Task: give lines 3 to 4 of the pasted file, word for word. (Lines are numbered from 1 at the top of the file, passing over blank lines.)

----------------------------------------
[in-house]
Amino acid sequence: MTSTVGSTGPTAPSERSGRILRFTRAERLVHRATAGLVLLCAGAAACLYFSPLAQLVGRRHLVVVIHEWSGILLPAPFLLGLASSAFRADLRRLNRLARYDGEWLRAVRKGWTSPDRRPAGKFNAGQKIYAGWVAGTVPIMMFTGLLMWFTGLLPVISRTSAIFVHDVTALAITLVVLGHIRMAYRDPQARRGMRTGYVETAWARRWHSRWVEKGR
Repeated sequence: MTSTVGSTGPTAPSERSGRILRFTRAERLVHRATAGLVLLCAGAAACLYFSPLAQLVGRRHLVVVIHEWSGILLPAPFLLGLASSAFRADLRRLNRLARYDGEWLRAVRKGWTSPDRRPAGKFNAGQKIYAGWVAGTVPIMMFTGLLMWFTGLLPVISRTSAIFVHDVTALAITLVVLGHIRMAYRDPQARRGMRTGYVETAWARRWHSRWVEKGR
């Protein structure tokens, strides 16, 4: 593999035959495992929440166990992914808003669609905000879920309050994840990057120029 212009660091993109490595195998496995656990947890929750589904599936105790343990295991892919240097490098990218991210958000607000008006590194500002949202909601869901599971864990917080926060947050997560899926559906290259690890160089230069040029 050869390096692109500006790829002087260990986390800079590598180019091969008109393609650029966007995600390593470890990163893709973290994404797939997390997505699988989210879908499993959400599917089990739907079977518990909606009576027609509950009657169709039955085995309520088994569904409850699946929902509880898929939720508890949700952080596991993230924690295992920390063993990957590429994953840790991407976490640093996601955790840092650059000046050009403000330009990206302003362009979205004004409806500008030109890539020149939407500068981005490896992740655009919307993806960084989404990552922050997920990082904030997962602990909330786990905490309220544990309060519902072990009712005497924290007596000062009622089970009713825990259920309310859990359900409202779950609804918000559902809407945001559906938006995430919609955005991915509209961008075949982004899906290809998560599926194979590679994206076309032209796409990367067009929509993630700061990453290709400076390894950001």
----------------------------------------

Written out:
Repeated sequence: MTSTVGSTGPTAPSERSGRILRFTRAERLVHRATAGLVLLCAGAAACLYFSPLAQLVGRRHLVVVIHEWSGILLPAPFLLGLASSAFRADLRRLNRLARYDGEWLRAVRKGWTSPDRRPAGKFNAGQKIYAGWVAGTVPIMMFTGLLMWFTGLLPVISRTSAIFVHDVTALAITLVVLGHIRMAYRDPQARRGMRTGYVETAWARRWHSRWVEKGR
């Protein structure tokens, strides 16, 4: 593999035959495992929440166990992914808003669609905000879920309050994840990057120029 212009660091993109490595195998496995656990947890929750589904599936105790343990295991892919240097490098990218991210958000607000008006590194500002949202909601869901599971864990917080926060947050997560899926559906290259690890160089230069040029 050869390096692109500006790829002087260990986390800079590598180019091969008109393609650029966007995600390593470890990163893709973290994404797939997390997505699988989210879908499993959400599917089990739907079977518990909606009576027609509950009657169709039955085995309520088994569904409850699946929902509880898929939720508890949700952080596991993230924690295992920390063993990957590429994953840790991407976490640093996601955790840092650059000046050009403000330009990206302003362009979205004004409806500008030109890539020149939407500068981005490896992740655009919307993806960084989404990552922050997920990082904030997962602990909330786990905490309220544990309060519902072990009712005497924290007596000062009622089970009713825990259920309310859990359900409202779950609804918000559902809407945001559906938006995430919609955005991915509209961008075949982004899906290809998560599926194979590679994206076309032209796409990367067009929509993630700061990453290709400076390894950001």